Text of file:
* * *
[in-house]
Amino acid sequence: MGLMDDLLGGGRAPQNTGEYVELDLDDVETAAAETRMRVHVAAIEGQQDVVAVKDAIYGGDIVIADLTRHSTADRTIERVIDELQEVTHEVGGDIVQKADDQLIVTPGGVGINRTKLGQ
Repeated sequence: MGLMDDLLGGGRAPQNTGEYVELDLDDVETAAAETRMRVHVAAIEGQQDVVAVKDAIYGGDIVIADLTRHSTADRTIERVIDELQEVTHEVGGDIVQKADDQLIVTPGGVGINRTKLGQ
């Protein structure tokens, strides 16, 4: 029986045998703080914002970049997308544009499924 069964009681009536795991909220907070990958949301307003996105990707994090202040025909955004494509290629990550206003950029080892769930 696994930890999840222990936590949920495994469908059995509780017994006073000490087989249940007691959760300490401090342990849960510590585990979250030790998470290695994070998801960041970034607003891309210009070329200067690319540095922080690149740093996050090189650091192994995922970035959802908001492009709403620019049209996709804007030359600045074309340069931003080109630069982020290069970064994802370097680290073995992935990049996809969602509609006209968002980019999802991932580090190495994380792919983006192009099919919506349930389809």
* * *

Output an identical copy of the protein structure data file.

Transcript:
[in-house]
Amino acid sequence: MGLMDDLLGGGRAPQNTGEYVELDLDDVETAAAETRMRVHVAAIEGQQDVVAVKDAIYGGDIVIADLTRHSTADRTIERVIDELQEVTHEVGGDIVQKADDQLIVTPGGVGINRTKLGQ
Repeated sequence: MGLMDDLLGGGRAPQNTGEYVELDLDDVETAAAETRMRVHVAAIEGQQDVVAVKDAIYGGDIVIADLTRHSTADRTIERVIDELQEVTHEVGGDIVQKADDQLIVTPGGVGINRTKLGQ
């Protein structure tokens, strides 16, 4: 029986045998703080914002970049997308544009499924 069964009681009536795991909220907070990958949301307003996105990707994090202040025909955004494509290629990550206003950029080892769930 696994930890999840222990936590949920495994469908059995509780017994006073000490087989249940007691959760300490401090342990849960510590585990979250030790998470290695994070998801960041970034607003891309210009070329200067690319540095922080690149740093996050090189650091192994995922970035959802908001492009709403620019049209996709804007030359600045074309340069931003080109630069982020290069970064994802370097680290073995992935990049996809969602509609006209968002980019999802991932580090190495994380792919983006192009099919919506349930389809």